In the era of Industry 4.0, intelligent automation relies on advanced control systems and continuous data exchange enabled by industrial connectivity, such as IO-Link, to unify machine devices and facilitate advanced monitoring and diagnostics.
Figure 1: IO-Link complements existing network protocols by easily integrating into fieldbus or Ethernet networks via the IO-Link primary.
Standardized networks and communication-equipped devices are the foundation of industrial connectivity. While numerous protocols exist, not all meet the demands of modern automation for data exchange and intelligence. IO-Link was developed to address these requirements across a range of applications.
IO-Link is a wired point-to-point communication protocol that enables bidirectional data exchange between devices. Local controllers typically have multiple IO-Link ports for various devices, making it a point-to-point protocol.
Introduced in 2009 by a consortium of 41 members, IO-Link has gained widespread acceptance for optimizing operations, reducing downtime, and cutting costs.
Defined by the IEC 61131-9 standard, IO-Link is supported by various manufacturers such as Siemens, Omron Automation, IFM, Balluff, Cinch Connectivity Solutions, Banner Engineering, Rockwell Automation, Sick, Pepperl+Fuchs, and others.
Figure 2: The choice of connector for the connecting cable is determined by the port type, and the mode of a primary's port is determined by the connected device and the ongoing operation.
Figure 3: IO-Link enhances advanced control and automation systems. In the machine-tool industry, IO-Link sensors are extensively used for workpiece clamping verification and monitoring milling tool pressures and positions.
IO-Link devices enable machine monitoring and support system adjustments. In the machine-tool industry, IO-Link pressure sensors verify workpiece clamping, reducing rejected workpieces. These devices also aid maintenance by reporting status, like position sensors on assembly machines ensuring alignment. Analysis of IO-Link diagnostics data allows technicians to predict and prevent errors and identify areas for operational improvement.
Figure 4: IO-Link enhances advanced control and automation systems. In the machine-tool industry, IO-Link sensors are extensively used for workpiece clamping verification and monitoring milling tool pressures and positions.
IO-Link supports control and automation functions, often connecting to a higher-level PLC or host system for autonomous operations. This connection typically utilizes standardized fieldbus or Ethernet protocols. Many IO-Link primaries come with fieldbus or Ethernet ports. In advanced control applications, devices integrate in one of three ways: 1) Direct connection to the host computer or PLC. 2) Connection to an IO-Link primary using the IO-Link protocol. 3) Use of IO-Link compatible communications, connecting to an IO-Link primary via an IO-Link hub. IO-Link hubs link non-IO-Link devices to the primary. With fieldbus and Ethernet connectivity, long-distance placement of IO-Link primaries is possible, whether in a control cabinet or at the outermost machine points. In advanced assembly, IO-Link primaries act as low-level controllers, handling both digital and analog signals, such as data from XY stage linear encoders. They serve as gateways, transmitting processed field-device data to PLCs or other system controllers.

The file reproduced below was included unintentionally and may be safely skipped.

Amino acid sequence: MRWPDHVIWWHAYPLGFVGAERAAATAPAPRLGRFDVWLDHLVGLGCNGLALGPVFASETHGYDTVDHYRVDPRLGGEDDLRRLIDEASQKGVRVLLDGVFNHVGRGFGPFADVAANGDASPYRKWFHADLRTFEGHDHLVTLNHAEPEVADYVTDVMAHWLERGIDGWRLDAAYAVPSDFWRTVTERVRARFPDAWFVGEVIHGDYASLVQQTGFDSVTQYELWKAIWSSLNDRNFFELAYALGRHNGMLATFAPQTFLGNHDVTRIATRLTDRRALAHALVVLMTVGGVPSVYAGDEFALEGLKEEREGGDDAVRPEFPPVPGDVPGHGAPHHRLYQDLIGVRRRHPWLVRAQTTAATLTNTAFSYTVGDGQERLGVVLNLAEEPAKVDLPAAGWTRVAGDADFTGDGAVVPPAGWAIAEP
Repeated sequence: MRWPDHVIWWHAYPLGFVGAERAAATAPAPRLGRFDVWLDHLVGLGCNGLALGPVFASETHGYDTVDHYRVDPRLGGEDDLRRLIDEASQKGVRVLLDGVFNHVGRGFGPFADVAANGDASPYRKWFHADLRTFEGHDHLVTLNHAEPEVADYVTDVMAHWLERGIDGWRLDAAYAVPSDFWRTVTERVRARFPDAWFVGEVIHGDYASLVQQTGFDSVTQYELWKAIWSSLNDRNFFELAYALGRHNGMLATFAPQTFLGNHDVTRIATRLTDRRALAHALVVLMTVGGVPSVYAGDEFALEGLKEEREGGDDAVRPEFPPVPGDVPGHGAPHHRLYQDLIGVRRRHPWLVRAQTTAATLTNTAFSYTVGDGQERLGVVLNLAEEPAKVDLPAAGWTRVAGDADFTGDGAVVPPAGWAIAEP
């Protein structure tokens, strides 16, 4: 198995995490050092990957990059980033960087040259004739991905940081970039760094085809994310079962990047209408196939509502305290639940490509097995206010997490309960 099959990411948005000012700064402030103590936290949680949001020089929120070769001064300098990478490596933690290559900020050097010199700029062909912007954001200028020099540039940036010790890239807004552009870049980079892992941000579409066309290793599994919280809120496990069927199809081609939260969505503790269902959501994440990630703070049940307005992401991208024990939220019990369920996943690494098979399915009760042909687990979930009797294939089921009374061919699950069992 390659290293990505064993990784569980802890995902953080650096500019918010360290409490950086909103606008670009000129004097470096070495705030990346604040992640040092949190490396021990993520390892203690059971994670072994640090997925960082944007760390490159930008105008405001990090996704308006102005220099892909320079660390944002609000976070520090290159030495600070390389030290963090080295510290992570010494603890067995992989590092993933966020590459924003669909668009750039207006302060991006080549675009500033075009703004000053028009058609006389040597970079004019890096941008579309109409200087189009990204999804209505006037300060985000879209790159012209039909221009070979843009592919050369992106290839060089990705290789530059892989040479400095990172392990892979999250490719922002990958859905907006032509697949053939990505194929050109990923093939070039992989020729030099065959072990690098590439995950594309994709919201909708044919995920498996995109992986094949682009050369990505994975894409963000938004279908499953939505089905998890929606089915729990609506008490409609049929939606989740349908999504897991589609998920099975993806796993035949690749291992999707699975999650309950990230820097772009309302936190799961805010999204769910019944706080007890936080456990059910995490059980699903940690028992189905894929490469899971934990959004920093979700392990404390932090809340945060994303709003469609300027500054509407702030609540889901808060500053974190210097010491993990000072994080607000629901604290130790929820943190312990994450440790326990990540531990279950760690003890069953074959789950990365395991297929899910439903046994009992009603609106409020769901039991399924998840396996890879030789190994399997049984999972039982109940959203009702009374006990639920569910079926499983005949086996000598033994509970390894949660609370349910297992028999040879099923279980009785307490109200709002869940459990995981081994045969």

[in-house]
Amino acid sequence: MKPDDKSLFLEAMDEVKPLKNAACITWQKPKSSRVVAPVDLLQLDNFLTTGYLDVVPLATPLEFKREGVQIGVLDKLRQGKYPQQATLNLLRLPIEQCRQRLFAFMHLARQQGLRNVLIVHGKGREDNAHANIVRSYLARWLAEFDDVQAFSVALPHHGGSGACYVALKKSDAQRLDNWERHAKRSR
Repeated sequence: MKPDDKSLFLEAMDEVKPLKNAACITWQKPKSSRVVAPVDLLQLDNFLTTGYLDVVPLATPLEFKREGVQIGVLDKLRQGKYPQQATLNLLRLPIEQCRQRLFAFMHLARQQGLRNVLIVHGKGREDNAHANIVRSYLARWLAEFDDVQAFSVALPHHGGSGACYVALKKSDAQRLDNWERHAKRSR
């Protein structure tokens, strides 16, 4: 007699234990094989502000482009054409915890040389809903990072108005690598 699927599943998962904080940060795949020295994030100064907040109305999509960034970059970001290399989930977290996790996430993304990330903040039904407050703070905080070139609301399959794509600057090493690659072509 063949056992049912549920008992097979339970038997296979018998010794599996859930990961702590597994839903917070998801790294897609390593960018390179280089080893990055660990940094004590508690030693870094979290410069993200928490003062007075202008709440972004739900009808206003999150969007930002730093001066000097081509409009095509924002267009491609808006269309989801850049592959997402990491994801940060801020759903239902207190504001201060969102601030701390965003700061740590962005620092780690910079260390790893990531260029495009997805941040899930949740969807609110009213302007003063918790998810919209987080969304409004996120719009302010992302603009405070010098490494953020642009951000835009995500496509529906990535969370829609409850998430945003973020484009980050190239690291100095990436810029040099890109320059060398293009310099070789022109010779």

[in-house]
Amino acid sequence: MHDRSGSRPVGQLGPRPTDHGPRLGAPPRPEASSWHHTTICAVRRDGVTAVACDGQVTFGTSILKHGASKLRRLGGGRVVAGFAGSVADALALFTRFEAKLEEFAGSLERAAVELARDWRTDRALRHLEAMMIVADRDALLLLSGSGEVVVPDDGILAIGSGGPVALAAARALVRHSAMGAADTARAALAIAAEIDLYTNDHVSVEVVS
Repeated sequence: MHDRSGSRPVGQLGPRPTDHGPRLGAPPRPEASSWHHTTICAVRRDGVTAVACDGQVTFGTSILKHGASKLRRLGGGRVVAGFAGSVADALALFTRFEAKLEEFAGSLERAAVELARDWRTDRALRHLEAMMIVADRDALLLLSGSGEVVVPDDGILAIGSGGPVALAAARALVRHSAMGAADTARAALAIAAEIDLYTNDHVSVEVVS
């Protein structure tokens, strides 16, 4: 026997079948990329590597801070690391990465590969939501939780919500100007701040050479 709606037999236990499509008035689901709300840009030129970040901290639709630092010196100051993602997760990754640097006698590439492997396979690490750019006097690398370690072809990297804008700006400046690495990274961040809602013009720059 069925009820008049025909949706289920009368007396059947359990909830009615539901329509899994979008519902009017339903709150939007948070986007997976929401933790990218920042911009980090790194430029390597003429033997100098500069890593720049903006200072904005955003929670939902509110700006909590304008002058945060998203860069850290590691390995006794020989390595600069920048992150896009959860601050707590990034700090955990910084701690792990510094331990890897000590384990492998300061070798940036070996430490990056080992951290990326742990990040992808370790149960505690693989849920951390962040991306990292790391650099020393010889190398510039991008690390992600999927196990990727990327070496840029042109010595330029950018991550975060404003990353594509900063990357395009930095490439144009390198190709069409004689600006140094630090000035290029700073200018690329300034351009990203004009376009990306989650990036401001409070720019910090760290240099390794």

Figure 5: The IO-Link connection interface is very small and can fit on most compact field devices.
IO-Link's third application is enhancing devices' intelligence. IO-Link-enabled sensors can receive instructions, perform self-testing, and provide detailed data, beyond simple on-off signals. For instance, IO-Link temperature sensors continuously report precise temperature values for better process automation.
IO-Link's compact physical connections contrast with bulkier fieldbus and Ethernet interfaces, making it suitable for smaller field microdevices. IO-Link also enables precise control, allowing actuators to respond to specific conditions rather than basic on-off commands.
Input devices like pushbutton switches from suppliers such as Rafi can leverage IO-Link for smart features, including color-coded indicator lights.
However, IO-Link has limitations, being a wired protocol with a 20m cable length constraint and a 32-byte data transmission limit per cycle, making it unsuitable for data-intensive devices like cameras.
IO-Link systems offer versatile applications, seamlessly integrating with existing protocols for extensive control and data collection systems. Their appeal lies in simplicity, with just an IO-Link primary, devices, and connectorized cables. Easy plug-and-play installation and cost-effectiveness further enhance IO-Link's advantages.
The IO-Link consortium's collaborative efforts have ensured broad compatibility among controllers, devices, and actuators from various manufacturers, providing design engineers with a wide array of equipment choices for specific use cases.